The tough, hardy Saluki is a skilled hunter on sandy or rocky terrain. With his lightning acceleration, he can outrun gazelles. Calm, intelligent, and affectionate, he is a delightful pet who adores children. Very reserved toward strangers, he makes an effective watchdog. He is a quick learner and must be trained gently.
The modern Saluki has retained qualities of hunting hounds and may seem reserved to strangers. The often independent and aloof breed may be difficult to train, and they generally cannot be trusted to return to their owner when off-leash. Training methods have been recommended to be always gentle and patient. Salukis may bore easily and are not an ideal breed to leave unattended for long periods; however, they are well-suited to life in apartments, since they are generally quiet and calm as adults. The saluki does not typically enjoy rough games or activities such as retrieving balls, but does enjoy soft toys. Early socialisation will help prevent timidity and shyness in later life. Given its hunting instincts, the dog is prone to chasing moving objects, such as cats, birds, squirrels, and bugs.
These dogs are relatively inactive indoors and will do best with acreage. This breed should sleep indoors. They prefer warm temperatures over cold ones. The Saluki is a natural athlete that needs a lot of exercise, including a daily, long, brisk walk or run. They are happiest when running, however many are lost or killed when they are allowed to get free and they spot a small animal to chase. This very independent dog can never be off its lead except in an isolated, scouted area. These dogs hunt on sight. They will pay no attention to their handler's calls if they are chasing something. In some countries they are not permitted to be left off of their lead at all. Salukis run at top speeds of 40 mph or more with their feet barely touching the ground. These top speeds are reached in short spurts, but they also have exceptional endurance. An excellent way to exercise your Salukis is to let it trot alongside your bike.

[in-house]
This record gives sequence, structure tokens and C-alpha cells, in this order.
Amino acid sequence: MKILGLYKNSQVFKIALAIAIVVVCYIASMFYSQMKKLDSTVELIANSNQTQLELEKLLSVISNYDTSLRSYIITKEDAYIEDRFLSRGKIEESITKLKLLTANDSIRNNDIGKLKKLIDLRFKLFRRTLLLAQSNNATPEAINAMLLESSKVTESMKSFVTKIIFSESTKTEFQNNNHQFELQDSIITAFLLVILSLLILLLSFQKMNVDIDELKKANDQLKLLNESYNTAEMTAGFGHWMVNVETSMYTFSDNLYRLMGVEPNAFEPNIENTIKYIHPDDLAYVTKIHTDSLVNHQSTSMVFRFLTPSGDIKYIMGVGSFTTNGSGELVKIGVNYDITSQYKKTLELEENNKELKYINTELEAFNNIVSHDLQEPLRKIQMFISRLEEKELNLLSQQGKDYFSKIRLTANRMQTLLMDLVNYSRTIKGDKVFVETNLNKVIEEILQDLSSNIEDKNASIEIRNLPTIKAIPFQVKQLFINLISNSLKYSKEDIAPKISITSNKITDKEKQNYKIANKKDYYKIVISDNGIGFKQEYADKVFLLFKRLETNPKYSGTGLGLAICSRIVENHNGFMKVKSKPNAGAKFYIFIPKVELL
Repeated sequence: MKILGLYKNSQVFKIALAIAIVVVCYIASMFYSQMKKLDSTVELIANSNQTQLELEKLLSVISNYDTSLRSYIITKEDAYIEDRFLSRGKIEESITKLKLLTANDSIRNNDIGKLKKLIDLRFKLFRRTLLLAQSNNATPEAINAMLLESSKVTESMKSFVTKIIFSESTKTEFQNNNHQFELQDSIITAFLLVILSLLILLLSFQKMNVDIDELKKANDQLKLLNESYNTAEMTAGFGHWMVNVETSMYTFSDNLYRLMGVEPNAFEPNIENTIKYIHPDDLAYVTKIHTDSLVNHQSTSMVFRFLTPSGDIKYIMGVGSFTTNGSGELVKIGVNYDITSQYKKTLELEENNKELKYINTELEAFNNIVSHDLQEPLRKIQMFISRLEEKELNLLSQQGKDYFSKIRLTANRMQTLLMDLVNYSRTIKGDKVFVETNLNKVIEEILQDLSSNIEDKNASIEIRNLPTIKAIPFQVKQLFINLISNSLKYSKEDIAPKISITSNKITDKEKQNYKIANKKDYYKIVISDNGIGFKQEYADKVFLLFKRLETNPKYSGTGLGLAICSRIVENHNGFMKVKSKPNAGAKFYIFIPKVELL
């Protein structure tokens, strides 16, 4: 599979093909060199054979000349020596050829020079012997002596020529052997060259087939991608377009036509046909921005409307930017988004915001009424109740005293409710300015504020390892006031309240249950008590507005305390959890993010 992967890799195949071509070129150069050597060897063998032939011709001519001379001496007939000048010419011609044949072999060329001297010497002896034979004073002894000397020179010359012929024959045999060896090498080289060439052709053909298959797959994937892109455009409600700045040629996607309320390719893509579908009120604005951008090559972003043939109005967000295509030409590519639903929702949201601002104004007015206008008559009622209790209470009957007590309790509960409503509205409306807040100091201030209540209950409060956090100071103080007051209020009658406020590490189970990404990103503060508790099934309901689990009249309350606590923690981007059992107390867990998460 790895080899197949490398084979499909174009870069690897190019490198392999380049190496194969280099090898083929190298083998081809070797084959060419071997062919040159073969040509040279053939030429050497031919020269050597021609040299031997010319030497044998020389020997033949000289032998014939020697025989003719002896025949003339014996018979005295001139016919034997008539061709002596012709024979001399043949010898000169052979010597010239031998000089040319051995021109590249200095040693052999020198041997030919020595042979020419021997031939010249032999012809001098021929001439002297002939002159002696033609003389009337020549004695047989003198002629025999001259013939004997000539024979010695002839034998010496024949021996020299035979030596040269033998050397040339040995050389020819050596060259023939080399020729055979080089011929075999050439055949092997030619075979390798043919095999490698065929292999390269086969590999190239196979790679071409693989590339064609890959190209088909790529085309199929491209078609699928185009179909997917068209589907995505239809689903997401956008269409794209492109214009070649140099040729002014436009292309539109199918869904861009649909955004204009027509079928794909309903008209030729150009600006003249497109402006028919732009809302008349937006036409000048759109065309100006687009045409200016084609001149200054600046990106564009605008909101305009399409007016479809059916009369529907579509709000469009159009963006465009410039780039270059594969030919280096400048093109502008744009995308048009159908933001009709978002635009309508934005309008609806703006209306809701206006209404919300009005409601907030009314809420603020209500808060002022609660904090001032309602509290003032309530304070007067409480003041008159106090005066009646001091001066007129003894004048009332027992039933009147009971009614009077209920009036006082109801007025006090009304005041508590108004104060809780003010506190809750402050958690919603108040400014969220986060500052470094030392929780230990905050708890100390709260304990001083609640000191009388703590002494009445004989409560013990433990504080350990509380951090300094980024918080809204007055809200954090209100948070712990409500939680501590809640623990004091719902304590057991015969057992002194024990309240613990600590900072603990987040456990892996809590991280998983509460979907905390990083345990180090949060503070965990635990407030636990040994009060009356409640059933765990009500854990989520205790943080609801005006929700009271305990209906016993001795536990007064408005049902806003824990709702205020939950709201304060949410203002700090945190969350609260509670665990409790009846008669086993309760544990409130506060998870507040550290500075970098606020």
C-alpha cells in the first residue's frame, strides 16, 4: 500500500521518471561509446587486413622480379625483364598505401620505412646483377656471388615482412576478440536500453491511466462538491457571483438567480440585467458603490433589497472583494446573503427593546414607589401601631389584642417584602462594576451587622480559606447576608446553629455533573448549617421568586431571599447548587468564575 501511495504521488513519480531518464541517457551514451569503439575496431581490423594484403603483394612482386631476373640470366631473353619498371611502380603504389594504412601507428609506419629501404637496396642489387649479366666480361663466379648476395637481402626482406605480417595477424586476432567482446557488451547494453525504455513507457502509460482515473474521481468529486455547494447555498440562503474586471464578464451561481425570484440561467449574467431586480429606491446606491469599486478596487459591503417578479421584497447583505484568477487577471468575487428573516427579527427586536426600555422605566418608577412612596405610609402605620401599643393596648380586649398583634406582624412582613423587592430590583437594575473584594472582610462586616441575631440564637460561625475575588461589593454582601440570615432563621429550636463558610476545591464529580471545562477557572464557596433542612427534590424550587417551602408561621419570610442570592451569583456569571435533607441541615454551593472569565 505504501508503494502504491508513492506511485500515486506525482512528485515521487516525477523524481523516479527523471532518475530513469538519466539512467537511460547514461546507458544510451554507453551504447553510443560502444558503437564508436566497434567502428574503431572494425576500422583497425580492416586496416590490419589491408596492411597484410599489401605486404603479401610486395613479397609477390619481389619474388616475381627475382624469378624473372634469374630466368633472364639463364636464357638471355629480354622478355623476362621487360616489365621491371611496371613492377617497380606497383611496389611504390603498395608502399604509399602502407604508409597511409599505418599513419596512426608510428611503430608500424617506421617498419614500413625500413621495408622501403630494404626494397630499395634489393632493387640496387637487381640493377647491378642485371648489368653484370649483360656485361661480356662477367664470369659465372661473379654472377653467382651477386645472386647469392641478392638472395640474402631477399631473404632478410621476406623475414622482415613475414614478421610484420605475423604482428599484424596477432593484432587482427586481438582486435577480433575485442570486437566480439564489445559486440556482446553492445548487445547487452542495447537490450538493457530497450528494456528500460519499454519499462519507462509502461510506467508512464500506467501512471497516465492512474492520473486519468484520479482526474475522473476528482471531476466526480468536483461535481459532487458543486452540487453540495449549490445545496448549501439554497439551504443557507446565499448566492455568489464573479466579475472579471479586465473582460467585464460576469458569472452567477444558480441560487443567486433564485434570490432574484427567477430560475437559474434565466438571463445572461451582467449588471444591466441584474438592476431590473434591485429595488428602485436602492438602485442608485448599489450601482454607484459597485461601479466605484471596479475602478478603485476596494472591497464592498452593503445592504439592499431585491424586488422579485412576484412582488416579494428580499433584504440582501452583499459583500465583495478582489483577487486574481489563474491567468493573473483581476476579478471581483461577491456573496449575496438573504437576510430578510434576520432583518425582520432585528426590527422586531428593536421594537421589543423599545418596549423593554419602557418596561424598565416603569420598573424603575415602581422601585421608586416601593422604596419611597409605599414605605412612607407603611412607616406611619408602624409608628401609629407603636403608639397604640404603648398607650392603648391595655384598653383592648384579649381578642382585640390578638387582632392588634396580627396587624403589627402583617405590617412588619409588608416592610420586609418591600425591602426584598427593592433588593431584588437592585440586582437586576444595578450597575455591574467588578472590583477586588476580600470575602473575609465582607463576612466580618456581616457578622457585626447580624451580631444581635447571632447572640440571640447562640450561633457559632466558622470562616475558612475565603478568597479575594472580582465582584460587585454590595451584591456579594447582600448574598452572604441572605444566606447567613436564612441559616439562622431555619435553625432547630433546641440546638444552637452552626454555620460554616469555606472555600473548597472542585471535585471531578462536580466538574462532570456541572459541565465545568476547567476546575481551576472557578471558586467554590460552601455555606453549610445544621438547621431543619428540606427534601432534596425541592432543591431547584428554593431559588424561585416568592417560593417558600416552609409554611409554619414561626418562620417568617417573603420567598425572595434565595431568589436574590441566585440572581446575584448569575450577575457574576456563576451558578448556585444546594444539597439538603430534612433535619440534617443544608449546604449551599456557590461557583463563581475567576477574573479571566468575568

Incredibly fast even over rough terrain, this desert sight hunter was used by the Arabs to hunt gazelle, the fastest of the antelopes, along with fox, jackal and hare. They have also been successful as racing dogs.